Beatifications and canonizations
The pope did not canonize any saints in his short pontificate but he beatified John of Nepomuk on 31 May 1721.
Death and legacy
Innocent XIII fell ill in 1724. He was tormented by a hernia of which he spoke to nobody but his valet. At one point, it had burst and caused inflammation and fever. Innocent XIII asked for the last rites, made his profession of faith, and died on 7 March 1724, at the age of 69. His pontificate was unremarkable, given that he was hampered by physical suffering. He was interred at St Peter's.
Innocent XIII was above the middle height and strongly built, with light eyes and a large nose. He was quite grave and was majestic in bearing, believing that his predecessor had perhaps shown somewhat too much mildness and affability. He never allowed people, except cardinals and ambassadors, to be seated in his presence; all others were obliged to remain kneeling or standing at all times. He was not wanting in either modesty or humility, but he thought it necessary to be of a reserved bearing, and no one better than he could sustain the dignity of the office.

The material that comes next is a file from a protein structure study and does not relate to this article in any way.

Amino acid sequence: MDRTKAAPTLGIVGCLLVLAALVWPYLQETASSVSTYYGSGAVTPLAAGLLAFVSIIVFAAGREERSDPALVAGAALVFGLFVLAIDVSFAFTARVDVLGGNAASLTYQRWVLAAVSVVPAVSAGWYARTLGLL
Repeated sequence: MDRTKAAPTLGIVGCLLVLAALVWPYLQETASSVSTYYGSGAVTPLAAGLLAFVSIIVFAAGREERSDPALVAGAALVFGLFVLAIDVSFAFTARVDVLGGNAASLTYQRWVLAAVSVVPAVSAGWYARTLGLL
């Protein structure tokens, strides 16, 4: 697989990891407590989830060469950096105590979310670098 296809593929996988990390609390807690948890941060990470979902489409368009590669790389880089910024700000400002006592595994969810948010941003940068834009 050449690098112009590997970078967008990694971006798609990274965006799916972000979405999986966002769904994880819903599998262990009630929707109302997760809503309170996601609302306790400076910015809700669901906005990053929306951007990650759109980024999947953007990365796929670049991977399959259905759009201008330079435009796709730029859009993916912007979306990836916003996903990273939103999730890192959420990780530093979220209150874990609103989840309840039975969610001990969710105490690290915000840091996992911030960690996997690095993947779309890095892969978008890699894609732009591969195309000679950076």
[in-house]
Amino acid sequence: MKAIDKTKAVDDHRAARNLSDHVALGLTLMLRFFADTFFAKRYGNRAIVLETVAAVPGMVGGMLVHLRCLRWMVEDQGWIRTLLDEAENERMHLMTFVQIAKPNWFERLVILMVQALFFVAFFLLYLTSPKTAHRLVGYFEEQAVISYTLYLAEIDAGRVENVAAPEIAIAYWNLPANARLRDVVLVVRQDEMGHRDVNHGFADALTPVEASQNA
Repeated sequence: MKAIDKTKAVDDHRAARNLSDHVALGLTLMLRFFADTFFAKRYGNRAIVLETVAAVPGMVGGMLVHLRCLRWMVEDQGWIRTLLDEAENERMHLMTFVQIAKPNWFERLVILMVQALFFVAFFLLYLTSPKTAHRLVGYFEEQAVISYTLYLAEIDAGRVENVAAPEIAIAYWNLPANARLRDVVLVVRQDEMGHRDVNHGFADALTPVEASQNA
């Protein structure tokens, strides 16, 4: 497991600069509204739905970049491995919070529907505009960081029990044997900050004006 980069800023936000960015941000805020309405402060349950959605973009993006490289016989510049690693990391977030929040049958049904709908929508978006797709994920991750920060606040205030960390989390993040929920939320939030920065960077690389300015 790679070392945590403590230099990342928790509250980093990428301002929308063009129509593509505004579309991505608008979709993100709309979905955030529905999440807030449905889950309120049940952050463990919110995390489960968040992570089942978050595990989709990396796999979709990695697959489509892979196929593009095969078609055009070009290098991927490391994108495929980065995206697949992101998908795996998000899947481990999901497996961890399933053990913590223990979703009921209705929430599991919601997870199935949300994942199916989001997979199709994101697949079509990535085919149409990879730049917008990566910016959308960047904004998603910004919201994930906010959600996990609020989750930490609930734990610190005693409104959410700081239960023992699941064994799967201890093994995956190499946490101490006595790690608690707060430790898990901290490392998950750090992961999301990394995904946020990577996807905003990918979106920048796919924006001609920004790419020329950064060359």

In 2005 upon the occasion of the 350 years since the birth of the late pontiff, the citizens in the late pope's village of birth asked the Holy See to introduce the cause of beatification for Innocent XIII.
|Papal styles of
Pope Innocent XIII
|Reference style||His Holiness|
|Spoken style||Your Holiness|
|Religious style||Holy Father|
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|Catholic Church titles|
8 May 1721 – 7 March 1724